Pain and discomfort from a chronic condition? Use heat.
Using heat may help relax muscles. Heat can ease discomfort for cramping. Arthritic/aching joints and tight backs can also benefit from applying heat.
Use ice for acute injuries, right? Maybe Not.
For years the practice has been to treat injuries with ice. You may know the acronym RICE — Rest, Ice, Compression, Elevation. Back in 2017, I recommended what the medical scientific community also recommended for acute injury — ice.
But there’s new thinking on using ice to treat injuries.
Turns out, swelling and inflammation are different. Inflammation from injury — that’s part of the healing process.
We’re getting away from RICE, and turning towards PEACE & LOVE.
In April 2019, two British physical therapists proposed another acronym in the British Journal of Sports Medicine: PEACE — Protect, Elevate, Avoid anti-inflammatory modalities, Compress, Educate — & LOVE — Load, Optimism, Vascularization, Exercise. —The Cold, Hard Truth About Icing Your Injuries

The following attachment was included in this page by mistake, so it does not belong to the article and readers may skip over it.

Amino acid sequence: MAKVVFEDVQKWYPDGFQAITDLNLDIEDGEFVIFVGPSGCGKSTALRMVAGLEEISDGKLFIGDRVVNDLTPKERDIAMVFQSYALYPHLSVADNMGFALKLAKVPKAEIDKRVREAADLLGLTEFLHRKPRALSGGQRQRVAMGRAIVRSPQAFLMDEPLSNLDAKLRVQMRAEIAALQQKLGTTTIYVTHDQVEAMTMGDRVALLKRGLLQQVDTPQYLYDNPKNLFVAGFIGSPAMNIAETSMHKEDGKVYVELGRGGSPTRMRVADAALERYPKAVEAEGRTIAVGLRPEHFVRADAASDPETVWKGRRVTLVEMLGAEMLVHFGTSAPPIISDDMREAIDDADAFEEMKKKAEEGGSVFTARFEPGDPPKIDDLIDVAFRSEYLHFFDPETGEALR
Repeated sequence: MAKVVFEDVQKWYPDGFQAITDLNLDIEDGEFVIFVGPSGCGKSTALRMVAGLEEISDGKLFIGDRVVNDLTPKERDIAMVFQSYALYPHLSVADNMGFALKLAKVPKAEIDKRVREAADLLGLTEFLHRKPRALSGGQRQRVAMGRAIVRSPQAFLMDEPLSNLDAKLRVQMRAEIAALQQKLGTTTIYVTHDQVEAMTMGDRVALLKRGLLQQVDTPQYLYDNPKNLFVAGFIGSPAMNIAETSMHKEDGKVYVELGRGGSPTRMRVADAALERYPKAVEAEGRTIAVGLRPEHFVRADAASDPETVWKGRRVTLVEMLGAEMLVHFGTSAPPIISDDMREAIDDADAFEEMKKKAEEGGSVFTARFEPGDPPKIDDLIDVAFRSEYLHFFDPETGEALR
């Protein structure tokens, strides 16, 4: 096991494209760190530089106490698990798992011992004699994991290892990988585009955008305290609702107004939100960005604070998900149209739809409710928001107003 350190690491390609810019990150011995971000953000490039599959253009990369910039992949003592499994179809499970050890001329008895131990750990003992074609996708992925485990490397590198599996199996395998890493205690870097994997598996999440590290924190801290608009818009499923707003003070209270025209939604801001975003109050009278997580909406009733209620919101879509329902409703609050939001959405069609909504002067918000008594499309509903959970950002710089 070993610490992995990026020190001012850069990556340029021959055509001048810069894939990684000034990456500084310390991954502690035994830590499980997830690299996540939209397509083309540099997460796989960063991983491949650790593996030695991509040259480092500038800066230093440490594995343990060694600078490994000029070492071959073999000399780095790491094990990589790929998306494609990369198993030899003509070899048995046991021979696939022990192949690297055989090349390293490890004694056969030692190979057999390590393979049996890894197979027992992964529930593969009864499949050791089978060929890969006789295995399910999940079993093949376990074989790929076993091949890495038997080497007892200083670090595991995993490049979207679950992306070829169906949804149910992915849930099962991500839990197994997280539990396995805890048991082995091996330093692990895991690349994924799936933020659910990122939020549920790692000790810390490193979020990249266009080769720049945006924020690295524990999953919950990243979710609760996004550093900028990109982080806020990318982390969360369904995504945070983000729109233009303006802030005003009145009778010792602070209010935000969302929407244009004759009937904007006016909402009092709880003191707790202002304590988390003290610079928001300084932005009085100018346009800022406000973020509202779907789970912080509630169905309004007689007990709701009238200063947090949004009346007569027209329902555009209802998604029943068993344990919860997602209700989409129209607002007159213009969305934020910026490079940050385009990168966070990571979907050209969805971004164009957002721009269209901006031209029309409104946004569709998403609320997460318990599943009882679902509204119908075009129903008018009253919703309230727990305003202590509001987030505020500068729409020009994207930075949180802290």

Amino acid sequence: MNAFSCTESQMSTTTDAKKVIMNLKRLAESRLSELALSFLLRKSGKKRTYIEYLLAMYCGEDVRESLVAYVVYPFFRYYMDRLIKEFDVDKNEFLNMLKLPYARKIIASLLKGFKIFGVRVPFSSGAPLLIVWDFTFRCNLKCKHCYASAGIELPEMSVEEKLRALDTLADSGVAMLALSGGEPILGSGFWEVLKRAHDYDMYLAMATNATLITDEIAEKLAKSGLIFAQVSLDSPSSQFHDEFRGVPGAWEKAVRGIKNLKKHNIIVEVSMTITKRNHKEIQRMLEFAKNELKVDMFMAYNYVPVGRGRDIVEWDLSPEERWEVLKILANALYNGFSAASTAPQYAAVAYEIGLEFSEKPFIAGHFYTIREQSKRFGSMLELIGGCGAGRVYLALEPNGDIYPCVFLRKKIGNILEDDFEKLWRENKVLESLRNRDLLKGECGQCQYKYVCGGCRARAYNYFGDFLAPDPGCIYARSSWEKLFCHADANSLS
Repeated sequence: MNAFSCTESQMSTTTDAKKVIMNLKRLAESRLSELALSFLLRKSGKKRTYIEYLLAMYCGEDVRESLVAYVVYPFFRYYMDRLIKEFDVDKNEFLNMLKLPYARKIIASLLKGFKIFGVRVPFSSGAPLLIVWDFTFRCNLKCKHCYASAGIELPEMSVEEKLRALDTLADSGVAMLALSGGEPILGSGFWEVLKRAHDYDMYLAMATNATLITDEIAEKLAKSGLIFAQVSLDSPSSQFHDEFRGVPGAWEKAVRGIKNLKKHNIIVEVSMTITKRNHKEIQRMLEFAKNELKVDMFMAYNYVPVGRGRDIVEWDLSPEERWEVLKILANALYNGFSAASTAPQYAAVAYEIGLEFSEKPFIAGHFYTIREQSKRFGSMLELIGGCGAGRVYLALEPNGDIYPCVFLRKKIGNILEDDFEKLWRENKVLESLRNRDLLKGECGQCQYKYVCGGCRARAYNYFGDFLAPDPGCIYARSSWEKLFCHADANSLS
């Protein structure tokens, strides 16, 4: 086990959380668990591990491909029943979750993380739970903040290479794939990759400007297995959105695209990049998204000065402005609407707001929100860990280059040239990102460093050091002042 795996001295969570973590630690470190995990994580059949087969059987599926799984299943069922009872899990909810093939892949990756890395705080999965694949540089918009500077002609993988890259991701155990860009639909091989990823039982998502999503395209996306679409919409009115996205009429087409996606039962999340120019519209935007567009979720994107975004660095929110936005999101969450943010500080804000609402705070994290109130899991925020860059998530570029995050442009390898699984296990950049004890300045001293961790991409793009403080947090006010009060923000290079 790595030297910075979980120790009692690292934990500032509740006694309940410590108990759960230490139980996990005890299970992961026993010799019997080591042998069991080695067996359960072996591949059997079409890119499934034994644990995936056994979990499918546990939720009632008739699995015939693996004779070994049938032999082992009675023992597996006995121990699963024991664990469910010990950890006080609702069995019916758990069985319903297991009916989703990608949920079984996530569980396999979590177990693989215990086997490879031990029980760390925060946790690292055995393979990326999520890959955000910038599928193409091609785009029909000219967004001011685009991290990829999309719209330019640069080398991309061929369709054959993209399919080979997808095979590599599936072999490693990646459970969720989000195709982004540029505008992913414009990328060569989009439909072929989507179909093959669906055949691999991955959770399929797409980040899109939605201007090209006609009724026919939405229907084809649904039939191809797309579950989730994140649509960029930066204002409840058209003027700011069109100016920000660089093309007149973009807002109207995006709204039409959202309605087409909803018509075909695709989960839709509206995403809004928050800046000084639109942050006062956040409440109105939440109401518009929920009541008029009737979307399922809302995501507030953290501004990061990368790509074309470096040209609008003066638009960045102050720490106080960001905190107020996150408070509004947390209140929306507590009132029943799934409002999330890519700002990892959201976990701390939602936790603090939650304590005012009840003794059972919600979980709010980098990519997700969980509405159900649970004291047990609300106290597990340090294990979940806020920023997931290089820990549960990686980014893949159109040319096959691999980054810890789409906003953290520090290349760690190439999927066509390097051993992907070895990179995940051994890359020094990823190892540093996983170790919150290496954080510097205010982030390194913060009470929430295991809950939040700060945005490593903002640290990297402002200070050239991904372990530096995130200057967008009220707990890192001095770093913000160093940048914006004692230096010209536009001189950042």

How should you treat your injuries? Come see me in the office.
If you find yourself with an acute injury, it’s best to see a healthcare professional to set you up with a healing protocol that will NOT damage your tissues, as ice is now shown to possibly do —
…a 2015 article published in Knee Surgery, Sports Traumatology, Arthroscopy showed that the narrowing of blood vessels caused by icing persists after cooling ends and the resulting restriction of blood flow can kill otherwise healthy tissue; that is, icing causes more damage on top of the existing injury. —The Cold, Hard Truth About Icing Your Injuries
We serve many atheletes in our office. We also see people injured in car accidents. No matter the cause of your acute injury, your instinct may be to ice it. While this will certainly reduce the pain, I suggest calling our office to ask what to do for your pain until you can get in to see me.
Together, we’ll figure out what you need to get back into life as soon as possible.